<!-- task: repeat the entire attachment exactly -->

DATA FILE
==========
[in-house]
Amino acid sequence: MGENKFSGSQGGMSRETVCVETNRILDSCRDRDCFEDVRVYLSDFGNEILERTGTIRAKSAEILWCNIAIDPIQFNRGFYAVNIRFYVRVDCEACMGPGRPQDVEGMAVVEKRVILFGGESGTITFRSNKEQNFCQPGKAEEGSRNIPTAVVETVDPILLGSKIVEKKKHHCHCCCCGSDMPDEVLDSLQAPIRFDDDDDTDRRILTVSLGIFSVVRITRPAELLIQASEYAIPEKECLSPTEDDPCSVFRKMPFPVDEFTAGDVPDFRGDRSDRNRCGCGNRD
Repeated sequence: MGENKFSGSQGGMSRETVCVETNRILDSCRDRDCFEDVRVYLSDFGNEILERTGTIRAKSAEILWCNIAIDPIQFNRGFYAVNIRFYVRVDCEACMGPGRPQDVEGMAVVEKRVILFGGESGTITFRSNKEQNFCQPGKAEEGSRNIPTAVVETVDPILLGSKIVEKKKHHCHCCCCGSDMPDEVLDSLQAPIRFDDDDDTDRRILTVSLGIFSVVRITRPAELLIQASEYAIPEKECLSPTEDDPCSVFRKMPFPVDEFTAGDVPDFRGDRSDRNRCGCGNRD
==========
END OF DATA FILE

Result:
[in-house]
Amino acid sequence: MGENKFSGSQGGMSRETVCVETNRILDSCRDRDCFEDVRVYLSDFGNEILERTGTIRAKSAEILWCNIAIDPIQFNRGFYAVNIRFYVRVDCEACMGPGRPQDVEGMAVVEKRVILFGGESGTITFRSNKEQNFCQPGKAEEGSRNIPTAVVETVDPILLGSKIVEKKKHHCHCCCCGSDMPDEVLDSLQAPIRFDDDDDTDRRILTVSLGIFSVVRITRPAELLIQASEYAIPEKECLSPTEDDPCSVFRKMPFPVDEFTAGDVPDFRGDRSDRNRCGCGNRD
Repeated sequence: MGENKFSGSQGGMSRETVCVETNRILDSCRDRDCFEDVRVYLSDFGNEILERTGTIRAKSAEILWCNIAIDPIQFNRGFYAVNIRFYVRVDCEACMGPGRPQDVEGMAVVEKRVILFGGESGTITFRSNKEQNFCQPGKAEEGSRNIPTAVVETVDPILLGSKIVEKKKHHCHCCCCGSDMPDEVLDSLQAPIRFDDDDDTDRRILTVSLGIFSVVRITRPAELLIQASEYAIPEKECLSPTEDDPCSVFRKMPFPVDEFTAGDVPDFRGDRSDRNRCGCGNRD